The camera only stops down the lens right before the shot. When you take multiple images in a short burst, the aperture in the lens may not be fast enough to stop down all the way it should in time for the image, and that's what some people already suggested here and that's what I also think might be causing the difference in exposure here despite showing the exact same exposure values.
I agree with this^^. But I also agree that having your AF point and exposure metering linked as a regular practice is not a good idea. Only good for certain circumstances you may be dealing with. That is like having a traveling spot meter. The result is not always optimum for the exposure of the overall scene. In this case, however, it is obviously not the cause of the exposure difference between the two shots.
01-24-2020, 07:55 AM   #25
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It should be easy enough to determine the cause by testing at home. Using a lamp and tripod, try to reproduce the fault using settings when the problem occurred. Then change one thing at a time until you identify the issue; ether by eliminating or worsening the occurrence. It seems there are two possibilities: the aperture is not stopping down entirely, or the trailing curtain of the shutter is slightly delayed.
01-24-2020, 11:05 AM   #26
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QuoteOriginally posted by PushTheRedButton Quote
So here's why I'm confused about that. Shooting at f/2.8 will leave the lens wide open and the blades are as far apart as they can be. The more the lens is stopped down the close the blades come together, so to speak. Maybe you can explain a little more because I would think the opposite would occur.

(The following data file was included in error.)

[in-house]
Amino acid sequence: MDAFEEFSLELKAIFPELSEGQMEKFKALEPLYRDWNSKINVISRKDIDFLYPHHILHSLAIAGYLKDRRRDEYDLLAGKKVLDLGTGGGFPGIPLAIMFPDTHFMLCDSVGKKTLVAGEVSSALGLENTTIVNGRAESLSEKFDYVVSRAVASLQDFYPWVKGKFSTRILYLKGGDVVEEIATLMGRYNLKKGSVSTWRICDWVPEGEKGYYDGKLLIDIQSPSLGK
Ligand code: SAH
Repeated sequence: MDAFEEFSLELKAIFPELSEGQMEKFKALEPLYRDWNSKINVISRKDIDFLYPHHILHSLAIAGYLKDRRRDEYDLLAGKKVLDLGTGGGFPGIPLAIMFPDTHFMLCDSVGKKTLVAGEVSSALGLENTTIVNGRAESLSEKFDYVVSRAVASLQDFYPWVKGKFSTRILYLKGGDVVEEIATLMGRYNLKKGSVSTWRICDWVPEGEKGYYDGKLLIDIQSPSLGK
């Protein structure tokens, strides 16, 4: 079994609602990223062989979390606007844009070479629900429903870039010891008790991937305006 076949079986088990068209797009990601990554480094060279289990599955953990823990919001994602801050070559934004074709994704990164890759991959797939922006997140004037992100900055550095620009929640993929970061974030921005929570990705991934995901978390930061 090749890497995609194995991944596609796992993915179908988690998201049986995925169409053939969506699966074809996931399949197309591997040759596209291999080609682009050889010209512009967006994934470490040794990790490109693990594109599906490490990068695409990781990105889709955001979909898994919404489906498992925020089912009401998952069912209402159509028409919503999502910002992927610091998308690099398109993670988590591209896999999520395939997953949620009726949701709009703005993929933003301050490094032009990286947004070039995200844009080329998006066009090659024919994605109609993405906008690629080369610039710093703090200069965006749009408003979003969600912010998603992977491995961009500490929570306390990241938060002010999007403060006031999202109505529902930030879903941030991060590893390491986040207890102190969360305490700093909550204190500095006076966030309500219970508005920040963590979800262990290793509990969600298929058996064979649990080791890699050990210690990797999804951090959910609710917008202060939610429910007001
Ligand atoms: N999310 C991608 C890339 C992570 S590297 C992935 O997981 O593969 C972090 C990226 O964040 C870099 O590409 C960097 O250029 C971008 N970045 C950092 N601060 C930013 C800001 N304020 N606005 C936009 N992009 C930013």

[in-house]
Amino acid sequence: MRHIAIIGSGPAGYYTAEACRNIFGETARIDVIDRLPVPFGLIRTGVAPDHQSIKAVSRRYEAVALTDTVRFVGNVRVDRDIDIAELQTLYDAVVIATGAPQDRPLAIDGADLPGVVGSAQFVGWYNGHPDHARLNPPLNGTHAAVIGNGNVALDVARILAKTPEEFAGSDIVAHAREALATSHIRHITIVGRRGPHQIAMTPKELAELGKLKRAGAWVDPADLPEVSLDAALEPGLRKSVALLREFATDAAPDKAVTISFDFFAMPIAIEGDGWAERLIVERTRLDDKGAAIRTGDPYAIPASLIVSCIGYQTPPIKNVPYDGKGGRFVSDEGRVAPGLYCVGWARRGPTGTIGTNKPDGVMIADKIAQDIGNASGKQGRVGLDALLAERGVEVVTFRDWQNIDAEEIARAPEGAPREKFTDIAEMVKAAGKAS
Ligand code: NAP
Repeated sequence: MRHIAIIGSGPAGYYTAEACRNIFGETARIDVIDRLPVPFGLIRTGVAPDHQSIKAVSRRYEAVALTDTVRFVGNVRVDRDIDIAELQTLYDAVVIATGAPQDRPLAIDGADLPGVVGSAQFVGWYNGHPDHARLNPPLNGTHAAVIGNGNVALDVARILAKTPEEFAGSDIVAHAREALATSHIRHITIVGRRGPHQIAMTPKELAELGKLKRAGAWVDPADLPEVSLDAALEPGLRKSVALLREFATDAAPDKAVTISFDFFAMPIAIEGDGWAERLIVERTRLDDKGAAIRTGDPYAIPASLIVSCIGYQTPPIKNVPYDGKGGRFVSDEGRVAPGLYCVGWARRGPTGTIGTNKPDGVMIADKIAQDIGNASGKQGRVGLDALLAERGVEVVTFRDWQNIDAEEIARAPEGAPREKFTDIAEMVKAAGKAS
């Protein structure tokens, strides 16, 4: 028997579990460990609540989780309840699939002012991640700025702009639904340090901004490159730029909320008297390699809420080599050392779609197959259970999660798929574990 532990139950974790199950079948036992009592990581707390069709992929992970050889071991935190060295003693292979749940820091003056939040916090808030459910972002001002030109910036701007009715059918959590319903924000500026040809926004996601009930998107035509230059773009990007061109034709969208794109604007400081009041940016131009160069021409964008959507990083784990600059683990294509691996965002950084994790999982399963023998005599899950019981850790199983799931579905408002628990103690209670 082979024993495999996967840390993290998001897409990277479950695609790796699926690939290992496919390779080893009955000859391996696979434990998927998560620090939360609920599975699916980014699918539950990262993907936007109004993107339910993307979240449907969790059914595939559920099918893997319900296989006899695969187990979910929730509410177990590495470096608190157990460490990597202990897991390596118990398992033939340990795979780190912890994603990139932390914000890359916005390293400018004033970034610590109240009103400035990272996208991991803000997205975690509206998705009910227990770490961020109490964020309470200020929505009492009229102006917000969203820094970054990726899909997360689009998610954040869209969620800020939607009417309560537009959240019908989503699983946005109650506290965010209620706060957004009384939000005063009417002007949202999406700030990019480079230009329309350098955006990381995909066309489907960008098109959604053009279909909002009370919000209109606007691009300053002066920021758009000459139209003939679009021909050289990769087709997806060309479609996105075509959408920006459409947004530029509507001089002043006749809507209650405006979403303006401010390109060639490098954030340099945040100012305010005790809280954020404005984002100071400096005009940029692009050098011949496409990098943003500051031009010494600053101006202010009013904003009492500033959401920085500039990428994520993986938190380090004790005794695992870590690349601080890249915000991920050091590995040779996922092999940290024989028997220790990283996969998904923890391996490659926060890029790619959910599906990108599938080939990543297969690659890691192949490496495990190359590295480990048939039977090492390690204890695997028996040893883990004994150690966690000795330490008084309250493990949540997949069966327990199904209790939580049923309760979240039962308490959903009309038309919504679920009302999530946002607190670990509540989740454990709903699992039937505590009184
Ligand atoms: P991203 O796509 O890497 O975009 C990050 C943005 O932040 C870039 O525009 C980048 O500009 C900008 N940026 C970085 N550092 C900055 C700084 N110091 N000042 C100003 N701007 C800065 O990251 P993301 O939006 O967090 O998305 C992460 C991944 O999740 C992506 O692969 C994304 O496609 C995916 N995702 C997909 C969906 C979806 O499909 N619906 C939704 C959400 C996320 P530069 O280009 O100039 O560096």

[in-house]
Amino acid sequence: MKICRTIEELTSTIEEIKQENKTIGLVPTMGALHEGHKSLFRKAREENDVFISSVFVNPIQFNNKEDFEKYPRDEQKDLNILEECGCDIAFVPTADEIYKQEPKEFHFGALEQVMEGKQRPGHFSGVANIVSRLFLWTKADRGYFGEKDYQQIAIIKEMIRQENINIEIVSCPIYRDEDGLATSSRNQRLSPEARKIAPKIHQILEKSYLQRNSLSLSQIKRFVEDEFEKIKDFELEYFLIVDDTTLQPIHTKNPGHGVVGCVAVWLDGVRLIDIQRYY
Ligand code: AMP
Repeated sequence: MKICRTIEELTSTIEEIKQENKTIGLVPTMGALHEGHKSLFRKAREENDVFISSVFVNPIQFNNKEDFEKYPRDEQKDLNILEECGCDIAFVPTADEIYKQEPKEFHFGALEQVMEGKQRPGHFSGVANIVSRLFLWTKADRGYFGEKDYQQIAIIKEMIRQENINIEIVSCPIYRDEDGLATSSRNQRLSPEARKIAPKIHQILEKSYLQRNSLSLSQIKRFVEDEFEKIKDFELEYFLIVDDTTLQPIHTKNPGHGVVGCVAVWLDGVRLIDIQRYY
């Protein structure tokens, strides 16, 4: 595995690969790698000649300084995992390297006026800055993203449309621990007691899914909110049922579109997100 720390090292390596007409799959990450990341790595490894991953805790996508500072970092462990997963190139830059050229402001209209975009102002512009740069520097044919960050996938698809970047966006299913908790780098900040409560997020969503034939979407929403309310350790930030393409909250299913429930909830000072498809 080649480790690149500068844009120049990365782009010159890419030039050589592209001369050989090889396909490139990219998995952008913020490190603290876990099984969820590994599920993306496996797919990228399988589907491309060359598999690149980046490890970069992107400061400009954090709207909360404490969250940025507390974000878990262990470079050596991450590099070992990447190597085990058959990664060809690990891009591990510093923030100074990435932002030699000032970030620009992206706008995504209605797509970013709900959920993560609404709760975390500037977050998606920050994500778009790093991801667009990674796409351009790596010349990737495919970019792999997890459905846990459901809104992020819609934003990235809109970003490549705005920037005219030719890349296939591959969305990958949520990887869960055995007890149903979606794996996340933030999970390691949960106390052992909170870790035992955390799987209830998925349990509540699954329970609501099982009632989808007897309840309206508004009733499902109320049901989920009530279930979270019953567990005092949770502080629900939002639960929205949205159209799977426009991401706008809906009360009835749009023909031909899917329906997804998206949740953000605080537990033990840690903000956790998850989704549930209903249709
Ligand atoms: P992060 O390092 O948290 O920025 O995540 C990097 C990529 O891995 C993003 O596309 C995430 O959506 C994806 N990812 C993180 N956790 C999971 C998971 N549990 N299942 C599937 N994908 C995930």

The camera keeps the lens wide open to gather as much light as possible during autofocus and to give you a bright viewfinder. The camera light meter measures while wide open then estimates how much light will come through at whatever aperture you are set at. The aperture closes as the shutter fires. A photo at f2.8 needs no aperture movement, a photo at f5.6 will have some aperture movement, and a photo at f22 will have a lot of aperture movement from the wide open state.

*If* the lens aperture is moving too slowly, the shutter will fire when the aperture is still moving somewhere between wide open and the actual aperture setting you selected. You'll probably notice it more as you stop down more. Taken to an extreme, a completely broken non-moving aperture won't have any effect f2.8, will be a little overexposed at 3.5, and will be all-white at f/22.

Faster shutter speeds help make a slow aperture more noticeable, since the shutter might open, expose, and close before the aperture had a chance to get into the correct stopped down position.
01-24-2020, 01:39 PM - 1 Like   #27
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Summary:
  • As noted in the original post, the exposure settings for the two images are the same
  • Light may have changed between the two exposures, but the two appear to have been taken in quick succession, on the order of 0.5-1.0s between.